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FAQ // Printed Circuit Board Assembly

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Component Selection

When do I need to choose components?

It can come in handy to choose components early in the design process. This is the best way to ensure there are no conflicts between the actual design and the components being assembled. If you factor in component sizes from the very beginning, component space and sizes are no longer a concern and the PCB assembly process can proceed without barriers.

What type of components should I go for?

Component availability can potentially cause significant delays. You can avoid this issue by checking the availability of all components before beginning the design. If there are parts which require long lead-times, they can be ordered early and be consigned to the PCB assembly vendor. The assembly vendor can also handle the procurement of the more widely available parts, so every component will be ready and waiting when your boards are ready to be assembled.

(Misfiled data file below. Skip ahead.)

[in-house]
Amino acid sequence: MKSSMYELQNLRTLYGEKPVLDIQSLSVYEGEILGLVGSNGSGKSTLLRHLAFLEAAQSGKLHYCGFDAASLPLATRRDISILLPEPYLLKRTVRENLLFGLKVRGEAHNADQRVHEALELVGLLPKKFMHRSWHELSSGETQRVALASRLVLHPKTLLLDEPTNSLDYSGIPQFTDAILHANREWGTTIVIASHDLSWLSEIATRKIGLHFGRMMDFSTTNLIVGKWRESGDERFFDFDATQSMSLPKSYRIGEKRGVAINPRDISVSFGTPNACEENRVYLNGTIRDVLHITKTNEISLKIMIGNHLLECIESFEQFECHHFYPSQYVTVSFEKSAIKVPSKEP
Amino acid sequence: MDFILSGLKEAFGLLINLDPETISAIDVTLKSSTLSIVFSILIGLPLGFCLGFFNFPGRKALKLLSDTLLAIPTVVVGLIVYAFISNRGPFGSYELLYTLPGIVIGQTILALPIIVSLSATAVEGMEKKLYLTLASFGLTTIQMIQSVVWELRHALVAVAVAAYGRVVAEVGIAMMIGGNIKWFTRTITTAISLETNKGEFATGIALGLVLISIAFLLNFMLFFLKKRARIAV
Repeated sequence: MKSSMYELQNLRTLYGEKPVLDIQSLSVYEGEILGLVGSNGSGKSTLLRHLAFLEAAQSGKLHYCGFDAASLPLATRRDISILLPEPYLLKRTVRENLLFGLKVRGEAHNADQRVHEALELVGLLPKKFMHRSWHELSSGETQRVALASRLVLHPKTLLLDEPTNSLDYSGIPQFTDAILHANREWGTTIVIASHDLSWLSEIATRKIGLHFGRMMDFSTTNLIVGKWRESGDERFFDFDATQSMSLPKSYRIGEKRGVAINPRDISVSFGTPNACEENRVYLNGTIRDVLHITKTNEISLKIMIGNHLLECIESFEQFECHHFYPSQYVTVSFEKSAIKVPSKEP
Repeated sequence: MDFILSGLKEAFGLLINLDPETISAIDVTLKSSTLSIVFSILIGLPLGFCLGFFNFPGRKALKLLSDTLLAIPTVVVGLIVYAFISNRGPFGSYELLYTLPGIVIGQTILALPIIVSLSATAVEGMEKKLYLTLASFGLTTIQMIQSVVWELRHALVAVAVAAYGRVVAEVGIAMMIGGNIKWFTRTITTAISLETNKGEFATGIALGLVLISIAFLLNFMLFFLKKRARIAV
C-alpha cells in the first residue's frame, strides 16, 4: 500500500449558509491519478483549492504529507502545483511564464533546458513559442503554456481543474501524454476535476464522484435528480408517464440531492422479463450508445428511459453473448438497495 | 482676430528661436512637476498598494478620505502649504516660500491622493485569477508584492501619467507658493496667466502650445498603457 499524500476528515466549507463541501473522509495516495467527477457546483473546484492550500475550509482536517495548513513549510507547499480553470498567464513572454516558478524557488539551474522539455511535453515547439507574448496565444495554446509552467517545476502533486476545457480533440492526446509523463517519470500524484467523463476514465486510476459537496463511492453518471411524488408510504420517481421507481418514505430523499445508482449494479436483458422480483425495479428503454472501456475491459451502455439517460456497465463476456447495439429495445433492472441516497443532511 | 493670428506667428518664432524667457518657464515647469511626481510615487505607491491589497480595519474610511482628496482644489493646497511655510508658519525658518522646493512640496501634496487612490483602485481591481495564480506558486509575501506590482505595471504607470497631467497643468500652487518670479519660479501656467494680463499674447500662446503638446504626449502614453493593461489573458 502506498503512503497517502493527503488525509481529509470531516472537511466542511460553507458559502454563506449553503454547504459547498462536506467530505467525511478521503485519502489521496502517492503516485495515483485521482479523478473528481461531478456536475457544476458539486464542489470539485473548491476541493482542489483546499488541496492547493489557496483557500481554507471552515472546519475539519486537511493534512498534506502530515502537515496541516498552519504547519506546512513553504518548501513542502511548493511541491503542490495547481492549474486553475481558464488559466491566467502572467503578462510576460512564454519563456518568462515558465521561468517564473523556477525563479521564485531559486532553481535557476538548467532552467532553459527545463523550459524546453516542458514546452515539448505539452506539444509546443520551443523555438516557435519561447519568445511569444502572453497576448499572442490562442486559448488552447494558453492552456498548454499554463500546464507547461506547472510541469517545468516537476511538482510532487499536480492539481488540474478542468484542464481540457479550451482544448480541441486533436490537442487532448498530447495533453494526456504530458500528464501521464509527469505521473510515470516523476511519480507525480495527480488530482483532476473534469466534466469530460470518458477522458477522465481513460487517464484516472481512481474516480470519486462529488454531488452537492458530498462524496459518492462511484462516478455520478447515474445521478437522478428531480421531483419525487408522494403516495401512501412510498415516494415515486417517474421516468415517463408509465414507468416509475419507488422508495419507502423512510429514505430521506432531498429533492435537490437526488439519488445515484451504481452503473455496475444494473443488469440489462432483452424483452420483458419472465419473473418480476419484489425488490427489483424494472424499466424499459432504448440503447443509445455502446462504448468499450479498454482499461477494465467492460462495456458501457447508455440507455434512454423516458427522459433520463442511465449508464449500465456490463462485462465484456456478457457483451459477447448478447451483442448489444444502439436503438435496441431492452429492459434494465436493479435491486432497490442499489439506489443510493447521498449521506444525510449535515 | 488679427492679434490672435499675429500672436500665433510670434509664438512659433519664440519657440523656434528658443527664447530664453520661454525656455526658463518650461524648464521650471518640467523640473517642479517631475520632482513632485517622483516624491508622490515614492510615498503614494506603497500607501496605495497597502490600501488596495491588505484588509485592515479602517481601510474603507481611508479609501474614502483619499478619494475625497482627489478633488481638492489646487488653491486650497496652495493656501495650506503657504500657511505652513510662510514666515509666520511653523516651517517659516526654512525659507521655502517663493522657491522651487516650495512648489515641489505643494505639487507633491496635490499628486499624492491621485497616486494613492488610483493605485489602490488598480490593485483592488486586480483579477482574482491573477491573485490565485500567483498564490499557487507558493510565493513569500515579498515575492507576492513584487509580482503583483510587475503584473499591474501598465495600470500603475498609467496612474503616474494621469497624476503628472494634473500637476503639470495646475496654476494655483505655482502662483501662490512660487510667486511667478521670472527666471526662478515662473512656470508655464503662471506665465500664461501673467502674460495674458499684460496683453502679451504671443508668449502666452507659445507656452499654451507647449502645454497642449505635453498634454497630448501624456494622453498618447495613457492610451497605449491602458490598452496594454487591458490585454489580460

Is reballing a necessary step in the leaded soldering process?

Reballing ensures higher reliability of your circuit. It effectively addresses issues like bad solder joints and mitigates problems associated with loose connections in the leaded soldering process.

Layout and Design

How important are component footprints?

Component footprints are another major aspect of layout design. A PCB master will make sure their footprints are created accurately as per the land pattern recommended in the datasheet. It is very important to use the numbering key correctly from the datasheet to identify the correct part and its land pattern. Reading the datasheet incorrectly will result in an incorrect footprint, which could require a complete redesign and re-fabrication of the boards.

Do I need to pay attention to part-to-part spacing?

One of the frequently asked questions posed by designers who are not yet PCB masters is in regard to the component-to-component spacing. Placing components too closely together can create various issues which may require redesign and refabrication, resulting in loss of time and money.


Should I keep my BOM up to date?